New Delhi, Feb 15: “The fault of the deceased was only that he belonged to another religion. I consider this factor in favour of the accused … ,” the Bombay High Court had said in its order while granting bail to three accused belonging to Hindu Rashtra Sena for allegedly killing a Muslim youth in 2014.
Taking exception to the observation made by the high court, the Supreme Court on Thursday said that such remarks were uncalled for and reminded that the judiciary must be fully conscious of the plural composition of the country while adjudicating issues pertaining to rights of various communities. It said that any kind of violence in the name of religion or community could not be justified.
A bench of Justices SA Bobde and L Nageswara Rao quashed the order of the Bombay high court granting bail to the accused saying that there was little discussion on the other relevant factors relating to granting or withholding bail in a murder case. It asked the high court to reconsider the bail plea of the accused afresh as per law on merit without being influenced by any extraneous reason.
“We have carefully perused the impugned order(s) granting bail and we find that there is little reference to/or discussion on the merits of the bail applications but we are satisfied that the significant reason for release is mainly the one stated above. We find that the aforesaid reason can, on a fair reading, be understood or misunderstood almost as a mitigating circumstance or a kind of a justification for the murder and it is obvious that the fact that the deceased belonged to a certain community cannot be a justification for any assault much less a murder,” the bench said.
“While it may be possible to understand a reference to the community of the parties involved in an assault, it is difficult to understand why it was said that ‘the fault of the deceased was only that he belonged to another religion’ and further ‘I consider this factor in favour of the applicants/accused.’ We have no doubt that a court fully conscious of the plural composition of the country while called upon to deal with rights of various communities, cannot make such observations which may appear to be coloured with a bias for or against a community,” it said.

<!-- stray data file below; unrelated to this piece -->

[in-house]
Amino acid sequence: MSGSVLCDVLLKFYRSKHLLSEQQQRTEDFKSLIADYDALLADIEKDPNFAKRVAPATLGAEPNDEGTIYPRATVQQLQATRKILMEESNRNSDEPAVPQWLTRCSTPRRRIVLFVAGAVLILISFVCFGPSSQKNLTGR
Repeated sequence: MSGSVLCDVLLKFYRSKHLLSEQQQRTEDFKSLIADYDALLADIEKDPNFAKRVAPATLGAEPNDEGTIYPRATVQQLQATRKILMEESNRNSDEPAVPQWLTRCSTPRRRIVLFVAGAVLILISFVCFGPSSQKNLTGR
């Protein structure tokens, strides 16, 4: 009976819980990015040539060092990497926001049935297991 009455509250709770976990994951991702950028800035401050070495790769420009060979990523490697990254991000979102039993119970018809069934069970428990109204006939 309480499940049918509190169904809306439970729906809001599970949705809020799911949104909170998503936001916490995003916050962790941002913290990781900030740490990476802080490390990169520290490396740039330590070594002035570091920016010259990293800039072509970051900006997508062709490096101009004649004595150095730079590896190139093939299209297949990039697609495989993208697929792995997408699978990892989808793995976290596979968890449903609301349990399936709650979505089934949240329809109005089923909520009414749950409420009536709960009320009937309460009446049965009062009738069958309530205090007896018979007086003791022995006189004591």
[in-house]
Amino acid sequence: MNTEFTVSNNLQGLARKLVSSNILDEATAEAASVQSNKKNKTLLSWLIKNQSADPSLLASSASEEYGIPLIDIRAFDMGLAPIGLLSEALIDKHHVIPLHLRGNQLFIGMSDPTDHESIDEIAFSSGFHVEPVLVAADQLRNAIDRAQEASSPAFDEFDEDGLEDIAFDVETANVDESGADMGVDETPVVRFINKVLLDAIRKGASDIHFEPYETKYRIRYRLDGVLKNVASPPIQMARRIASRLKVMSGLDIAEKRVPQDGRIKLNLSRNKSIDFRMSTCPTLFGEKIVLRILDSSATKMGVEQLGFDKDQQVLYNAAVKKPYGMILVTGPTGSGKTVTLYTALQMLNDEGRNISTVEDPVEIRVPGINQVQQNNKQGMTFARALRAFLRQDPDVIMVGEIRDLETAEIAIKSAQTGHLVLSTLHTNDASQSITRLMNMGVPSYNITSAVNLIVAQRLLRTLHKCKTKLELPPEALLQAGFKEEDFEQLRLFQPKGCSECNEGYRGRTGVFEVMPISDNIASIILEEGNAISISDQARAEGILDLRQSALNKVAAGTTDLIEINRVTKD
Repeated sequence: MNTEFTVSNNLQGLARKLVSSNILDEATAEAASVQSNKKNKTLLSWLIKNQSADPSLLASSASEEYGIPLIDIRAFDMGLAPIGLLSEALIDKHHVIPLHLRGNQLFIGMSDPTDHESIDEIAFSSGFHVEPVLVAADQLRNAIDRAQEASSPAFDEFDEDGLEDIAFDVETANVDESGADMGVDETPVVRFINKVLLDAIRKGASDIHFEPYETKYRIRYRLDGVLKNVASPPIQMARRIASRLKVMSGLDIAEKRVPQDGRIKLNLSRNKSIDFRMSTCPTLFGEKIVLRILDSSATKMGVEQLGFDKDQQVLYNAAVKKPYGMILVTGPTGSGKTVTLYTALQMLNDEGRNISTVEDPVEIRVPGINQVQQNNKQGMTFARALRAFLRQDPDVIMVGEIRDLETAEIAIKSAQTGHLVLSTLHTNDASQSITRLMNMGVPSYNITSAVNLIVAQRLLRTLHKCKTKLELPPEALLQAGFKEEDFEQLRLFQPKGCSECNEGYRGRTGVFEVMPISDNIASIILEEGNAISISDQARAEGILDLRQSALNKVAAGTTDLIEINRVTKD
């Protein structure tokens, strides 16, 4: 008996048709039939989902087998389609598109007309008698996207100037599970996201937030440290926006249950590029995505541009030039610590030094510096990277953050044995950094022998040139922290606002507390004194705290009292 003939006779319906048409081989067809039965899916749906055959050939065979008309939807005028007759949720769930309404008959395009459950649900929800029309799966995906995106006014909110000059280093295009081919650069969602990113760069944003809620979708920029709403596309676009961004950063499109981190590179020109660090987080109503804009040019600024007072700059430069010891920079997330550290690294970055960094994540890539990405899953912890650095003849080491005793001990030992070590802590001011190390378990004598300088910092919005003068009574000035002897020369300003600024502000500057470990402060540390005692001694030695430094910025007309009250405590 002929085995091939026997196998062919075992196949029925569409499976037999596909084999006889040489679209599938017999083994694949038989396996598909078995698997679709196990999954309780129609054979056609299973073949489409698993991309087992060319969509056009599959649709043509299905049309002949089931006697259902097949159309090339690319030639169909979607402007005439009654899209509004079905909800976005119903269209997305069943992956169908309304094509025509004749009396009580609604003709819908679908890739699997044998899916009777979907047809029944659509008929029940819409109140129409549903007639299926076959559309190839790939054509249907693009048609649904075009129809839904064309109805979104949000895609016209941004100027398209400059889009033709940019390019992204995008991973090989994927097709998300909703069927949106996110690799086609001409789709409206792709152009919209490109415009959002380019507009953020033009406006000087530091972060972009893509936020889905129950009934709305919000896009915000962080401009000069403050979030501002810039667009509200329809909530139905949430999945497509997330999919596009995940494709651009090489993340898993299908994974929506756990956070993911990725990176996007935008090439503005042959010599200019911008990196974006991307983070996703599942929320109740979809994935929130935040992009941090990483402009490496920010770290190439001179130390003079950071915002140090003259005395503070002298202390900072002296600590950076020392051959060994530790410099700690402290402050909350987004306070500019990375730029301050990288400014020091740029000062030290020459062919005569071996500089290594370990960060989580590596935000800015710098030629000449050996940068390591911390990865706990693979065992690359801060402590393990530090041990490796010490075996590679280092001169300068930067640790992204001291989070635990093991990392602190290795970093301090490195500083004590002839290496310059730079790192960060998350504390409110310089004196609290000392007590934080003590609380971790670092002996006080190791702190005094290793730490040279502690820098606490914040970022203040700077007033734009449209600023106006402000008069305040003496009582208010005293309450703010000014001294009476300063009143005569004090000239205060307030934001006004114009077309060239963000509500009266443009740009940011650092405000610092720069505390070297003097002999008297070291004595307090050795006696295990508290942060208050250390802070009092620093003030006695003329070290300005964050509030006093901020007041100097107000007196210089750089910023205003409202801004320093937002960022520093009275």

“It is possible that the learned Judge wanted to rule out a personal motive against the victim, but only emphasize communal hatred. It is also possible that the learned single judge may not have intended to hurt the feelings of any particular community or support the feelings of another community but the words are clearly vulnerable to such criticism. The direction cannot be sustained,” the court said.
The high court had on January 12 last year granted bail to Vijay Gambhire, Ganesh Yadav and Ajay Lalge, accused of murdering 28-year-old Mohsin Shaikh on June 2, 2014 in Pune. As per the prosecution, the trio had attended a meeting of Hindu Rashtra Sena to protest against defiling of a statue of Chhatrapati Shivaji Maharaj. The accused armed with hockey sticks and bats roamed the streets on the night of June 2 when they came across Shaikh and thrashed him to death.
Their bail plea was rejected by lower court but the high court granted them relief. “The meeting was held prior to the incident of assault. The accused otherwise had no other motive such as any personal enmity against the innocent deceased Mohsin. The fault of the deceased was only that he belonged to another religion. I consider this factor in favour of the accused. Moreover, the accused do not have criminal record and it appears that in the name of the religion, they were provoked and have committed the murder,” a bench of Justice Mridula Bhatkar had said.